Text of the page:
I can't ignore the importance and depth of the connections that some people share. Sometimes you can see it in people's eyes. And even when our lives change, our circle of friends shifts, our lovers migrate — there is something that will always snap us out of our delusion that we let go or moved on: death. Some soul-bonds transcend it, of that I am certain.
An email made its way back to me today, one that I wrote a few years ago in response to a question that Delle posed about heaven in an online discussion:
The Communists at my work like to tease (and provoke) me every once in awhile by mocking the comcept of heaven, singing an old favorite of theirs: "they'll be pie in the sky when you die..."
And I have to say, I don't know about you all, but I give very little if any thought to heaven or the afterlife on a day-to-day basis. I guess this is where I become a very, very bad catholic. We are taught that this life is not the REAL life, that the real life is awaiting us, the kingdom...
But how can I help but live in anything but the present? Shouldn't I be motivated by other things than rich rewards and "pie in the sky" in how I live my life?
Also, I really, really like the concept of reincarnation. I think I've sort of morphed that belief to be sort of a "purgatory" that we go through until we reach Nirvana, which might be like heaven. I just have the sense that certain relationships that I have in my life are truly timeless, that we have known each other for many lifetimes. Anyone else ever feel that? Maybe we only reach heaven when we've worked out all that we need to work out. So, for me, heaven would be a soul-state of peace and union with the divine. I don't know if I believe that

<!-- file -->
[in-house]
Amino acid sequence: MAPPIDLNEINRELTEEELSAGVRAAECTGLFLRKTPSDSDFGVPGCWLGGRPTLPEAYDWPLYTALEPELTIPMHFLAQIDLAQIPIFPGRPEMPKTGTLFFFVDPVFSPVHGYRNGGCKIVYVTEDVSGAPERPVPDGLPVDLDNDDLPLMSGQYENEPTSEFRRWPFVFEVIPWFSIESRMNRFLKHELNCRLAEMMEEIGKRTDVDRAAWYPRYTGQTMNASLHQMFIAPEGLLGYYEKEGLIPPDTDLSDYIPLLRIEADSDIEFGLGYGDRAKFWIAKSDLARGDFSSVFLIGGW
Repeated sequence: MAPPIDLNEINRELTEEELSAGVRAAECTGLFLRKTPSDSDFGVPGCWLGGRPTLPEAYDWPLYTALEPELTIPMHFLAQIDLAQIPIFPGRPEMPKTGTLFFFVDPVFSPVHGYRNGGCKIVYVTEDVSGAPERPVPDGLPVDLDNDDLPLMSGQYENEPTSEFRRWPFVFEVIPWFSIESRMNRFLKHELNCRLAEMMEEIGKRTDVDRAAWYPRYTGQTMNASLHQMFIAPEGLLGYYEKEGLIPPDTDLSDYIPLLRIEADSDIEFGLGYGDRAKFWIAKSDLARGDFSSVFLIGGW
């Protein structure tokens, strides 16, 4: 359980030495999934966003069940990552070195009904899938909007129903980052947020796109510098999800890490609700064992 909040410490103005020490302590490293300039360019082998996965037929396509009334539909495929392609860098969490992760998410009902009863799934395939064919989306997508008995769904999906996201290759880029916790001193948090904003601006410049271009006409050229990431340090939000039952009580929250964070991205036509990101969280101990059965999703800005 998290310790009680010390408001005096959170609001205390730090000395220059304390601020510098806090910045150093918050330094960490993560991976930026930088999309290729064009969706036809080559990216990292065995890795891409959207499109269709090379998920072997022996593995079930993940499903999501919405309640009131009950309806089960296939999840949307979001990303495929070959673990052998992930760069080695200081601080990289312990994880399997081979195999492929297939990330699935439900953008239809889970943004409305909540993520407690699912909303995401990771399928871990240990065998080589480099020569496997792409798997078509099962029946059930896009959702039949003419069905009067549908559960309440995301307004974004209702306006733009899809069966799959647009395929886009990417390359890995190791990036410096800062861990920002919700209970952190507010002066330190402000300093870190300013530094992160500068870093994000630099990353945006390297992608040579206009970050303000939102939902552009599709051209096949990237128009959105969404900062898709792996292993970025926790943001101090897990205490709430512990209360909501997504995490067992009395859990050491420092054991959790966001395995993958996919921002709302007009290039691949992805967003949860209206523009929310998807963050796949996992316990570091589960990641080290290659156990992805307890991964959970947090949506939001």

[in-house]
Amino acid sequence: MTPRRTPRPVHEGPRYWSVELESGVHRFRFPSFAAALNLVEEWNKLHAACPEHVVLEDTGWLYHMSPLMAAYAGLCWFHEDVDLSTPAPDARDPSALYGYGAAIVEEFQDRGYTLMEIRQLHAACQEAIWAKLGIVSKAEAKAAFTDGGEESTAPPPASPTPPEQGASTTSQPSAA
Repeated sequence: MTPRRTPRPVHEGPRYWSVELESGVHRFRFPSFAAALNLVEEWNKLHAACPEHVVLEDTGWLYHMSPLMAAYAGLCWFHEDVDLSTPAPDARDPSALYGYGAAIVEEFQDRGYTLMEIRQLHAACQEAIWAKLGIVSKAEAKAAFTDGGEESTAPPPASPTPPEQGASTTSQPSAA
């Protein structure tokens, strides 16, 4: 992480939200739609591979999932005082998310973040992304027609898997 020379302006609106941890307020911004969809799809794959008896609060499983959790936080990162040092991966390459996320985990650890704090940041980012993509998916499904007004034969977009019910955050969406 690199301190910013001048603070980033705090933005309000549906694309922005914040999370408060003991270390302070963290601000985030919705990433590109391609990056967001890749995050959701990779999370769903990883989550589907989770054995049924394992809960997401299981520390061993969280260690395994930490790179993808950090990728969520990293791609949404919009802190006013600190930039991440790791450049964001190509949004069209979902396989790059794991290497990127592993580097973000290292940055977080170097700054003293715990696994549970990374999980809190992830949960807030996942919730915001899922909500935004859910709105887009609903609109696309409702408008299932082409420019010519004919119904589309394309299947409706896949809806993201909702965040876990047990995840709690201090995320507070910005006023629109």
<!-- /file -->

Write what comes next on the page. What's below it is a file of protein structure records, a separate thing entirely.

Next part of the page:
we'll keep our bodies (though I say it every week in the creed; there's that darn creed again...) but I do believe that there is something significant we're to gain from having a body, that this form we take is important in some way.
Finally, when I was in fourth grade and taking catechism classes for first communion, we were talking about heaven when I suddenly found myself in a theological quandry that I put to the teacher, a former nun. "Say for
example that your father, whom you love dearly, committed a mortal sin for which he was not sorry, did not seek forgiveness for, did not confess, was not forgiven...therefore, he didn't go to heaven. Then how can heaven be
a perfect place if all the people that I love are not there with me?"
Her answer still floors me to this day: "Then you didn't really love him." I was an astute kid, so I knew instantly that she had it all wrong. That may have been my first incidence of questioning church authority, bucking the
system. But it was clear then that she was wrong, or at least I would not accept her answer as truth. I now knew that it was ok to disagree and question what I was taught, that they didn't really have all the answers. I really don't know what happens when I die, but I know that if there's a heaven, love will be there.
Which means everyone will be there.